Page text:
Findings We present only one of our preliminary findings briefly. "I like spunky girls!" In one lesson, Lars had some end of first-term conversations with his students regarding assessment and grading. While talking to the first author after lesson, he referred to a female that would achieve grade A. Lars: She is skilled, particularly in volleyball. Her skills in football aren’t that good, but she performs well against the boys on the field, so she will achieve grade A. Fucking machine. I like spunky girls! There are two main reasons to give her grade A. ‘She has good skills, especially in volleyball’. Secondly, ‘she performs well against the boys in football’. We link his first argument to a sport discourse. Drawing on this discourse makes it logical and reasonable to Lars that sporting skills constitutes ‘able’ in PE. In the second argument, Lars explained that the female student is able and willing to compete against the boys in football. When a female performs well against males, Lars described her as ‘a machine’, adding that ‘he likes spunky girls’. Spunky girls are associated with descriptions like toughness, fearlessness, aggressiveness – characteristics traditionally associated with males and hegemonic masculinity. This shows ‘ability’ as a gendered practice in PE (Hunter, 2004; Redelius, Fagrell & Larsson, 2009; Wright, 1996). The valuation of traditional masculinity in assessing student performance seems to represent a normalized and taken for granted way to understand ‘ability in PE (Hunter, 2004, Redelius et al., 2009). In this regard, the Norwegian context with co-ed PE require girls to take up characteristics traditionally described as masculine to be deemed able in PE.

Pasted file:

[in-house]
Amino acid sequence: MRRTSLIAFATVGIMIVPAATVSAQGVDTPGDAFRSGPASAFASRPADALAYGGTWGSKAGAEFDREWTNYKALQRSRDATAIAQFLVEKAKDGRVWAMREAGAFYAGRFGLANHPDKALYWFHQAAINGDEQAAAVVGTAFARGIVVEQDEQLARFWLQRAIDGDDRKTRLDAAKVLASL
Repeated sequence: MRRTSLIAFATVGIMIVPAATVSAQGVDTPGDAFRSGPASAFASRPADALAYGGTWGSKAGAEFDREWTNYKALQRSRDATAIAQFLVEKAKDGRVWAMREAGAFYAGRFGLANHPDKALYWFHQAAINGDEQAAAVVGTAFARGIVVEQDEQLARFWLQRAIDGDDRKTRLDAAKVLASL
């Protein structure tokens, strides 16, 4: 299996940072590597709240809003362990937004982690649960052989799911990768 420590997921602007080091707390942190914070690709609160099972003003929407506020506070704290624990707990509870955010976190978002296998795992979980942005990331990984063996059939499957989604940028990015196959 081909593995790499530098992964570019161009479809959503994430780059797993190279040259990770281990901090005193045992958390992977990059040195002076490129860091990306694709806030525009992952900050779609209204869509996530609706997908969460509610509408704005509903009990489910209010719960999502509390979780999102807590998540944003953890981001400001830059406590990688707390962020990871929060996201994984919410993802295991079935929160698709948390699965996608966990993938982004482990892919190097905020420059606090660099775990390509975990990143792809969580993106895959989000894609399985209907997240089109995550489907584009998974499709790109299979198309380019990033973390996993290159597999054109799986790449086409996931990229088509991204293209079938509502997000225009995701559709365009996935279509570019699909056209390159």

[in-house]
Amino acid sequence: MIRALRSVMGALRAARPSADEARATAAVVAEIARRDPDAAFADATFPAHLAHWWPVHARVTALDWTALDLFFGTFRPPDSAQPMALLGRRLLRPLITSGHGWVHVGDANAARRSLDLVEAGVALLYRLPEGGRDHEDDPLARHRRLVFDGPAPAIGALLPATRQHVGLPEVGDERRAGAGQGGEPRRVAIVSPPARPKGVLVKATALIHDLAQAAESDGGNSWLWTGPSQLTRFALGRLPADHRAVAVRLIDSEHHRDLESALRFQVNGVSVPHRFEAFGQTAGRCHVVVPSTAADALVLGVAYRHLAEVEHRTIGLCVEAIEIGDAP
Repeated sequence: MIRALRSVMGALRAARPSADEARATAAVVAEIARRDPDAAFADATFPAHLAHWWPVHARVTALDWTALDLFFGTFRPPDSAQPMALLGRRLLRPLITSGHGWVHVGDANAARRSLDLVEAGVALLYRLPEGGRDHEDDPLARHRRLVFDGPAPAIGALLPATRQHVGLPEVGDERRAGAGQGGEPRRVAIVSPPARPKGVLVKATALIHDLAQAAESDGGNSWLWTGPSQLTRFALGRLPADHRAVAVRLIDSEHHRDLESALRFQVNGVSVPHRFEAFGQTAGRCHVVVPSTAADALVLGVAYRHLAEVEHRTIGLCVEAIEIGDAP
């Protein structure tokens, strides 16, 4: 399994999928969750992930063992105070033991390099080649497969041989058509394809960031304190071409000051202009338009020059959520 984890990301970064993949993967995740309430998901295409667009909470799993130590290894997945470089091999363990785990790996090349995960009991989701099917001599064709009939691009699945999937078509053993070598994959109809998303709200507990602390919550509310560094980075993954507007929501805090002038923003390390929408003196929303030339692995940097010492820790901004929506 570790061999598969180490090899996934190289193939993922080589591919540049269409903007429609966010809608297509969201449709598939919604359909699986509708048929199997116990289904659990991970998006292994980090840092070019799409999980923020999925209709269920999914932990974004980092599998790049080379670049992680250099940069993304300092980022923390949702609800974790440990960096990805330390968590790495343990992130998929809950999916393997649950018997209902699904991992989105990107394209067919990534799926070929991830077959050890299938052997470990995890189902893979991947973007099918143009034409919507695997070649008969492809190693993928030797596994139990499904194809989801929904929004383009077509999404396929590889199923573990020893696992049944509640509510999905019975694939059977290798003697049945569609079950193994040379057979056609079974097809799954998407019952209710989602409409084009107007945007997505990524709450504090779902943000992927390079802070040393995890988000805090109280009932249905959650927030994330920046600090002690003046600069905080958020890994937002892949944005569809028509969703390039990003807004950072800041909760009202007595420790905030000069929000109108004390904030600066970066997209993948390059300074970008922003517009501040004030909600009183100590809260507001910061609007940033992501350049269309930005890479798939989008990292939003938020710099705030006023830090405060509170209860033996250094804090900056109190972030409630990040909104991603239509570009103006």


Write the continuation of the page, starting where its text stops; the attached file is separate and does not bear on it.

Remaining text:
Carabine, J. (2001). Unmarried Motherhood 1830-1990: A Genealogical Analysis. In M. Wetherell, S. Taylor, & S. J. Yates (Eds.), Discourse as Data. A guide for analysis (p. 267–310). The Open University: Sage publications. Evans, J. (2004). Making a difference? Education and «ability» in physical education. European Physical Education Review, 10:1, 95-108. Foucault, M. (1972). The Archeology of Knowledge and the Discourse on Language. New York: Pantheon Books. Foucault, M. (1977). Discipline and Punish. The Birth of the Prison. London: Penguin Books. Foucault, M. (1978). The History of Sexuality. Volume 1: An Introduction. New York: Vintage Books. Foucault, M. (1980). Power/Knowledge. Selected Interviews and Other Writings 1972–1977. New York: Vintage Books. Hay, P.J. (2008). The social construction of abilities and conduct of assessment in Senior PE. Doctoral diss. The University of Queensland, Brisbane. Hay, P. J & Macdonald, D. (2010) Evidence for the social construction of ability in physical education. Sport, Education and Society, 15:1, 1-18. Hunter, L. (2004). Bourdieu and the social space of the PE class: reproduction of doxa through practice. Sport, Education and Society, 9:2, 175-192. Johns, D. P. (2005). Recontextualizing and Delivering the Biomedical Model as a Physical Education Curriculum. Sport, Education and Society, 10:1, 69-84. Kirk, D. (2010). Physical Education Futures. London & New York: Routledge. Redelius, K., Fagrell, B., & Larsson, H. (2009). Symbolic capital in physical education and health: to be, to do or to know? That is the gendered question. Sport, Education and Society, 14(2), 245-260. Van Amsterdam, N, Knoppers, A., Claringbould, I., & Jongmans, M. (2012) ‘It's just the way it is…’ or not? How physical education teachers categorise and normalise differences, Gender and Education, 24:7, 783-798. Webb, L., & Quennerstedt, M. (2010). Risky bodies: health surveillance and teachers’ embodiment of health. International Journal of Qualitative Studies in Education, 23:7, 785-802. Wright, J. (1996). The Construction of Complementarity in Physical Education. Gender and Education, 8:1, 61-80.